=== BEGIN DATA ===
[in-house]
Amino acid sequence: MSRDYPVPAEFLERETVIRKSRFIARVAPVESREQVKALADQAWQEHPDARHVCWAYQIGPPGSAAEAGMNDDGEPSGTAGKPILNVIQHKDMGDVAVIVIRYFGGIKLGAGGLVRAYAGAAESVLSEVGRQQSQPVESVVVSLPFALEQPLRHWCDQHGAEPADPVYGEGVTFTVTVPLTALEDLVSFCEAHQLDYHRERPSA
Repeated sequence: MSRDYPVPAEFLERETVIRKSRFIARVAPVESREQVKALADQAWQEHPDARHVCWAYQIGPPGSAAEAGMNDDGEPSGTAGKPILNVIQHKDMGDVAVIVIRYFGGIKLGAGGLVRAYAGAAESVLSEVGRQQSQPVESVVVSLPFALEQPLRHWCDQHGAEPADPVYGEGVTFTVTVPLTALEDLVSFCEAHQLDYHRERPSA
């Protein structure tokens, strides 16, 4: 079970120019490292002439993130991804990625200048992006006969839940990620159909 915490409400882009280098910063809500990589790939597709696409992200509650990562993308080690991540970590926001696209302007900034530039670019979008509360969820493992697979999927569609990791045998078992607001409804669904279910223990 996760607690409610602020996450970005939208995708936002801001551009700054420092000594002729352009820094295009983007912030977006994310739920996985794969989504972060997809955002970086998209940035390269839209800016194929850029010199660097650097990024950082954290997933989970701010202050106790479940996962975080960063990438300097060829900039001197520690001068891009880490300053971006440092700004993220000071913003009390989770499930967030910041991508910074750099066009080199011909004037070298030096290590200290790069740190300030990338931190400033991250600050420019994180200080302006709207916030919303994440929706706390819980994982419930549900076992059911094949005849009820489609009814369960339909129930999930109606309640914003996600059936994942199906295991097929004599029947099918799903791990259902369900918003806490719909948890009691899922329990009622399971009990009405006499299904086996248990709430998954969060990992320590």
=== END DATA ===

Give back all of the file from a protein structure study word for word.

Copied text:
[in-house]
Amino acid sequence: MSRDYPVPAEFLERETVIRKSRFIARVAPVESREQVKALADQAWQEHPDARHVCWAYQIGPPGSAAEAGMNDDGEPSGTAGKPILNVIQHKDMGDVAVIVIRYFGGIKLGAGGLVRAYAGAAESVLSEVGRQQSQPVESVVVSLPFALEQPLRHWCDQHGAEPADPVYGEGVTFTVTVPLTALEDLVSFCEAHQLDYHRERPSA
Repeated sequence: MSRDYPVPAEFLERETVIRKSRFIARVAPVESREQVKALADQAWQEHPDARHVCWAYQIGPPGSAAEAGMNDDGEPSGTAGKPILNVIQHKDMGDVAVIVIRYFGGIKLGAGGLVRAYAGAAESVLSEVGRQQSQPVESVVVSLPFALEQPLRHWCDQHGAEPADPVYGEGVTFTVTVPLTALEDLVSFCEAHQLDYHRERPSA
């Protein structure tokens, strides 16, 4: 079970120019490292002439993130991804990625200048992006006969839940990620159909 915490409400882009280098910063809500990589790939597709696409992200509650990562993308080690991540970590926001696209302007900034530039670019979008509360969820493992697979999927569609990791045998078992607001409804669904279910223990 996760607690409610602020996450970005939208995708936002801001551009700054420092000594002729352009820094295009983007912030977006994310739920996985794969989504972060997809955002970086998209940035390269839209800016194929850029010199660097650097990024950082954290997933989970701010202050106790479940996962975080960063990438300097060829900039001197520690001068891009880490300053971006440092700004993220000071913003009390989770499930967030910041991508910074750099066009080199011909004037070298030096290590200290790069740190300030990338931190400033991250600050420019994180200080302006709207916030919303994440929706706390819980994982419930549900076992059911094949005849009820489609009814369960339909129930999930109606309640914003996600059936994942199906295991097929004599029947099918799903791990259902369900918003806490719909948890009691899922329990009622399971009990009405006499299904086996248990709430998954969060990992320590």